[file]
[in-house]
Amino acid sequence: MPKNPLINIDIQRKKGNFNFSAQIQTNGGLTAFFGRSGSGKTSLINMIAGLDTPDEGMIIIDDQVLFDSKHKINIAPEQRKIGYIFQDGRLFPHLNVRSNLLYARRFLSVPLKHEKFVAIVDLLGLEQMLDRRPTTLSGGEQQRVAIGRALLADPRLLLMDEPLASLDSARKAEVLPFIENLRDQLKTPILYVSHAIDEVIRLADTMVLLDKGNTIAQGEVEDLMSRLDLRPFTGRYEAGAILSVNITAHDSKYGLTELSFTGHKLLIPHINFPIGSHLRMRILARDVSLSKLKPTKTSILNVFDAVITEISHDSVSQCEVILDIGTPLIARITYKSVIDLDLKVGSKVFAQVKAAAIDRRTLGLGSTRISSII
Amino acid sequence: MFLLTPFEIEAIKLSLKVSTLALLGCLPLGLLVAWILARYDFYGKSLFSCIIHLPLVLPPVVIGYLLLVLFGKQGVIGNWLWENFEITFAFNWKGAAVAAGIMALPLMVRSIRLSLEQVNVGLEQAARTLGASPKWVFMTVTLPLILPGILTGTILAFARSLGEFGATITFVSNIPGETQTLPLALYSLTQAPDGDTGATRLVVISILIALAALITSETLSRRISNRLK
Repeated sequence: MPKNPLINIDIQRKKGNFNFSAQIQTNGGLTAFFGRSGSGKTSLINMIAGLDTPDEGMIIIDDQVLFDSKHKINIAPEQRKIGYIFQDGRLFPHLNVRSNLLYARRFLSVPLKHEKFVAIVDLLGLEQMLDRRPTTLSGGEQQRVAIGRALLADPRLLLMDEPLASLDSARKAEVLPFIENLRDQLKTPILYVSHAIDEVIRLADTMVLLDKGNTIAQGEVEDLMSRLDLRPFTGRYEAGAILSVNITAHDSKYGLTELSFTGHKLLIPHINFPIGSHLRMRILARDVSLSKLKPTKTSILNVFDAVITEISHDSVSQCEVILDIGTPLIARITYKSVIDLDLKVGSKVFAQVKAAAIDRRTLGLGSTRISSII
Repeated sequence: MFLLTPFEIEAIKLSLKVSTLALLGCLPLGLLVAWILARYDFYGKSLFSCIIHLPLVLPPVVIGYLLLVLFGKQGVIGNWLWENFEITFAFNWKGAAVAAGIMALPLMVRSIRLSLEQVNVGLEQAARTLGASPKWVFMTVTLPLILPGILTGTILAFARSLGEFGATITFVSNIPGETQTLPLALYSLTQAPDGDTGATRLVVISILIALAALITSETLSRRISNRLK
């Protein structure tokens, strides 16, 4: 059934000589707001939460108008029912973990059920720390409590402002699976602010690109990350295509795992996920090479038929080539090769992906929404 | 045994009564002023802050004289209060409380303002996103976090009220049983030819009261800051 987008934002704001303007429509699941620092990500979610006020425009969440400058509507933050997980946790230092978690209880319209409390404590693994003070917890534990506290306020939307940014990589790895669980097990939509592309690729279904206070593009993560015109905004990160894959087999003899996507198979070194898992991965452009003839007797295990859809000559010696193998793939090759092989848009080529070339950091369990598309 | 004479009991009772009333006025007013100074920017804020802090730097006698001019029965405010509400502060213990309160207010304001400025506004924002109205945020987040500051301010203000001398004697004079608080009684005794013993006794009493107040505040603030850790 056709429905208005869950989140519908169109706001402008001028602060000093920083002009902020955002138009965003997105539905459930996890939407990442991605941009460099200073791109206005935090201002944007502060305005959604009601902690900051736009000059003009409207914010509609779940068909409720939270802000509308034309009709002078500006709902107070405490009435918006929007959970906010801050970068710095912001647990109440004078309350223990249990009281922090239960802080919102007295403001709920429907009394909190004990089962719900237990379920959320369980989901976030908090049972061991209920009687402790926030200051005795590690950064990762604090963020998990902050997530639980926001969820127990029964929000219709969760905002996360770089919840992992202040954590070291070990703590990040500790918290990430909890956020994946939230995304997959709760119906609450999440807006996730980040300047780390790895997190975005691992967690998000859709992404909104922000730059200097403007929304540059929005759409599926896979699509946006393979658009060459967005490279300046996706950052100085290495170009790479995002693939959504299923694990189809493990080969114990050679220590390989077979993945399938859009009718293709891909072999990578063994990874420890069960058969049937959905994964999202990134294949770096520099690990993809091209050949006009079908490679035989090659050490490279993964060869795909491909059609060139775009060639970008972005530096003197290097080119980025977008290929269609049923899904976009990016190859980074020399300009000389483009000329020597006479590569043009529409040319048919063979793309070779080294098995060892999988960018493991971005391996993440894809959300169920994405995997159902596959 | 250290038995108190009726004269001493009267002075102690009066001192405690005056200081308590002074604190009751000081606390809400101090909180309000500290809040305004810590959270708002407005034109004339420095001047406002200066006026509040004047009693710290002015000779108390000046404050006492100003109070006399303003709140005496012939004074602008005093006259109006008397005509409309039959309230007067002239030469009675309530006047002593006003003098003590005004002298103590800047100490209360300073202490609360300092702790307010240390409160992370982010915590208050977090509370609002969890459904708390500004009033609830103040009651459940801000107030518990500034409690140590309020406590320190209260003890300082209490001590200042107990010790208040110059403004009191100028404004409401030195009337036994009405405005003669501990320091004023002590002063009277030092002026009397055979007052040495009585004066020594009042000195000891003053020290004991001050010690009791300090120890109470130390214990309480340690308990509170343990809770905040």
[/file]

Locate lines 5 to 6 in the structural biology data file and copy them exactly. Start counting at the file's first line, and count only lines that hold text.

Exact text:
Repeated sequence: MFLLTPFEIEAIKLSLKVSTLALLGCLPLGLLVAWILARYDFYGKSLFSCIIHLPLVLPPVVIGYLLLVLFGKQGVIGNWLWENFEITFAFNWKGAAVAAGIMALPLMVRSIRLSLEQVNVGLEQAARTLGASPKWVFMTVTLPLILPGILTGTILAFARSLGEFGATITFVSNIPGETQTLPLALYSLTQAPDGDTGATRLVVISILIALAALITSETLSRRISNRLK
């Protein structure tokens, strides 16, 4: 059934000589707001939460108008029912973990059920720390409590402002699976602010690109990350295509795992996920090479038929080539090769992906929404 | 045994009564002023802050004289209060409380303002996103976090009220049983030819009261800051 987008934002704001303007429509699941620092990500979610006020425009969440400058509507933050997980946790230092978690209880319209409390404590693994003070917890534990506290306020939307940014990589790895669980097990939509592309690729279904206070593009993560015109905004990160894959087999003899996507198979070194898992991965452009003839007797295990859809000559010696193998793939090759092989848009080529070339950091369990598309 | 004479009991009772009333006025007013100074920017804020802090730097006698001019029965405010509400502060213990309160207010304001400025506004924002109205945020987040500051301010203000001398004697004079608080009684005794013993006794009493107040505040603030850790 056709429905208005869950989140519908169109706001402008001028602060000093920083002009902020955002138009965003997105539905459930996890939407990442991605941009460099200073791109206005935090201002944007502060305005959604009601902690900051736009000059003009409207914010509609779940068909409720939270802000509308034309009709002078500006709902107070405490009435918006929007959970906010801050970068710095912001647990109440004078309350223990249990009281922090239960802080919102007295403001709920429907009394909190004990089962719900237990379920959320369980989901976030908090049972061991209920009687402790926030200051005795590690950064990762604090963020998990902050997530639980926001969820127990029964929000219709969760905002996360770089919840992992202040954590070291070990703590990040500790918290990430909890956020994946939230995304997959709760119906609450999440807006996730980040300047780390790895997190975005691992967690998000859709992404909104922000730059200097403007929304540059929005759409599926896979699509946006393979658009060459967005490279300046996706950052100085290495170009790479995002693939959504299923694990189809493990080969114990050679220590390989077979993945399938859009009718293709891909072999990578063994990874420890069960058969049937959905994964999202990134294949770096520099690990993809091209050949006009079908490679035989090659050490490279993964060869795909491909059609060139775009060639970008972005530096003197290097080119980025977008290929269609049923899904976009990016190859980074020399300009000389483009000329020597006479590569043009529409040319048919063979793309070779080294098995060892999988960018493991971005391996993440894809959300169920994405995997159902596959 | 250290038995108190009726004269001493009267002075102690009066001192405690005056200081308590002074604190009751000081606390809400101090909180309000500290809040305004810590959270708002407005034109004339420095001047406002200066006026509040004047009693710290002015000779108390000046404050006492100003109070006399303003709140005496012939004074602008005093006259109006008397005509409309039959309230007067002239030469009675309530006047002593006003003098003590005004002298103590800047100490209360300073202490609360300092702790307010240390409160992370982010915590208050977090509370609002969890459904708390500004009033609830103040009651459940801000107030518990500034409690140590309020406590320190209260003890300082209490001590200042107990010790208040110059403004009191100028404004409401030195009337036994009405405005003669501990320091004023002590002063009277030092002026009397055979007052040495009585004066020594009042000195000891003053020290004991001050010690009791300090120890109470130390214990309480340690308990509170343990809770905040």